Beg, Steal and Borrow: Artists Against Originality (An Elephant Book)
“as our fore-artists set the example, so shall we copy.”
What is art? Is it a measure of originality? A quality of perfection in copies of other artists? A designation or label not previously attributed to an object? A little of this, a little of that? A je ne sais quoi aura? A new idea? Perhaps an old idea re-re-re-morphed?
Into the pile of confusion of the age-old and endless debates generated by artists, critics, and art historians, Shore tosses his own take. Using humor, irony, and smart word choices, Beg, Steal and Borrow touches on some of the complexities behind Modern Art and the modern definition of artistic creativity. Shore himself steals from others as he presents his thoughtful commentaries.
In his own words, Beg, Steal and Borrow asks the question, “Are we less original than our predecessors, unable to summon works ex nihilo—out of nothing—as ‘real artists’ used to?”
However, this is not quite the answer he covers. After making a wet-blanket generalization to the effect that no one since Adam and Eve could even hope for creating something truly original, he quickly concludes that originality in art was never an intention and this question is moot.
Then, if not originality, is artistic merit to be assessed based on the choices the artist makes in terms of copied influences? With this, the book’s focus tilts more to the artistic tradition of copying. It is, in a vague sense, about (also using Shore’s words), “creative borrowing from Roman times to the Digital Age, with the emphasis on the present.” However, this too is not quite the answer he covers. This, after all, is common knowledge.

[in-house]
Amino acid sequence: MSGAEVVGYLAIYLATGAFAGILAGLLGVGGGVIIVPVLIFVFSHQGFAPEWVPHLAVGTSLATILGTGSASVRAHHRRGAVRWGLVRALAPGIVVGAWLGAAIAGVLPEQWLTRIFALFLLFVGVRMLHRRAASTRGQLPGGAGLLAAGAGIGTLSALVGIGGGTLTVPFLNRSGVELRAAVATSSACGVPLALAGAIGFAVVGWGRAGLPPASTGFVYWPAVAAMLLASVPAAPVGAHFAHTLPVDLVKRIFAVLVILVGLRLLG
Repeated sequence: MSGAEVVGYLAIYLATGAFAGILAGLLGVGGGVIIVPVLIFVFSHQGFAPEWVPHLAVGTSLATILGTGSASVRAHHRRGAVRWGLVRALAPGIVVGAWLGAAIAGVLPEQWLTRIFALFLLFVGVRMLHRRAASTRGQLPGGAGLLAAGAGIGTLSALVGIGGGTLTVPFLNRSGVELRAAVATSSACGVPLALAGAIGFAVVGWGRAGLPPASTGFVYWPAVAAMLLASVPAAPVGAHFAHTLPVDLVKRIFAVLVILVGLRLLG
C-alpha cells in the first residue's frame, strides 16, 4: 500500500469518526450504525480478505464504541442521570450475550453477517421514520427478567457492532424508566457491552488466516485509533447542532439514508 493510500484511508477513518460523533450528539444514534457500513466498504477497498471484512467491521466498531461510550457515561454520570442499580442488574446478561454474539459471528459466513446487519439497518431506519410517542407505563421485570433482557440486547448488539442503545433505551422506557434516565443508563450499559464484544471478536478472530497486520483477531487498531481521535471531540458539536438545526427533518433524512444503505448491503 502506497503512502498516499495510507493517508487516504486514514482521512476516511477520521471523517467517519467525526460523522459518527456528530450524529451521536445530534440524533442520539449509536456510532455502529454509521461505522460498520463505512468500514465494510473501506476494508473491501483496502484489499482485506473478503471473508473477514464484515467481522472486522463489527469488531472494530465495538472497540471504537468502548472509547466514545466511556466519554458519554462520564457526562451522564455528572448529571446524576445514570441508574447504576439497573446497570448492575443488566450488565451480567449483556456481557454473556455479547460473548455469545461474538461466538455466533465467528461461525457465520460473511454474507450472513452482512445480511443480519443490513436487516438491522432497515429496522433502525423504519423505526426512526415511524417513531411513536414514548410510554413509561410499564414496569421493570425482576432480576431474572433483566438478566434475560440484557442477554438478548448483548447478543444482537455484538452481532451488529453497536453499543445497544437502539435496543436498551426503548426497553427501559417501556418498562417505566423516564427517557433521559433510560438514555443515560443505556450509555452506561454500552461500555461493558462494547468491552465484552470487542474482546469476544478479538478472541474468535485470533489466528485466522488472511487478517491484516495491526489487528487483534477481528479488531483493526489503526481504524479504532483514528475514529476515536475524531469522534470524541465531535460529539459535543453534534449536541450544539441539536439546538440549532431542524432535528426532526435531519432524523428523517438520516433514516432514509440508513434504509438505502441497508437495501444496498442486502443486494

What is presented instead is how artists have approached the murky and very blurry lines between downright plagiarism versus imitation versus appropriation of their sources. Shore is actually presenting two sides of a conundrum between which most artists balance: honoring their predecessors’ creative works (upon which their own work is based), and the need to assume something of the credit for, as well as protect something of the ownership of, their new creative versions (which they anticipate will lead to rights and proceeds). In other words, when does a copy become an original and when is an original a copy?
Since it is inevitable that an artist will be influenced by what already exists, at what point is their product, “copying-with-inspiration vs copying-with-admiration vs copying-with-imperial-intentions.” Should there be a limit to what influences? Should certain material be restricted? Should their own projects in turn be limited to others’ artistic creative expressions? If so, for how long?
Shore spends the majority of page space on court cases, legalities, and precedents to copyright issues, citing examples from as far back as Albrecht Dürer vs Marcantonio Raimondi in 1506. He traces the lineage of legal protection from a simple signature monogram to engravings (the earliest reproductive technology) to printings, to the idea of artistic copyright, to the “fair use” defense in many a modern day lay suit. While it may well be that the best honor an artist can receive is to have their works inspire others, no one wants their work stolen, mocked, defamed, or otherwise tampered.
In our modern Internet era, where images are constantly downloaded, cut, pasted, collaged, satired, and taken out of context, copyright laws have yet to keep pace and the legal waters are murky and blurry once again. But as in the 1500s when the existence of engravings were critical to the proliferation of Renaissance art and ideas, today no one in their right mind wants to block access to the Internet. The question of how to proceed with digital artistic rights is yet unanswered. In all likelihood the resolution with be unoriginal, taking baby steps on a case-by-case basis, as our fore-artists set the example, so shall we copy.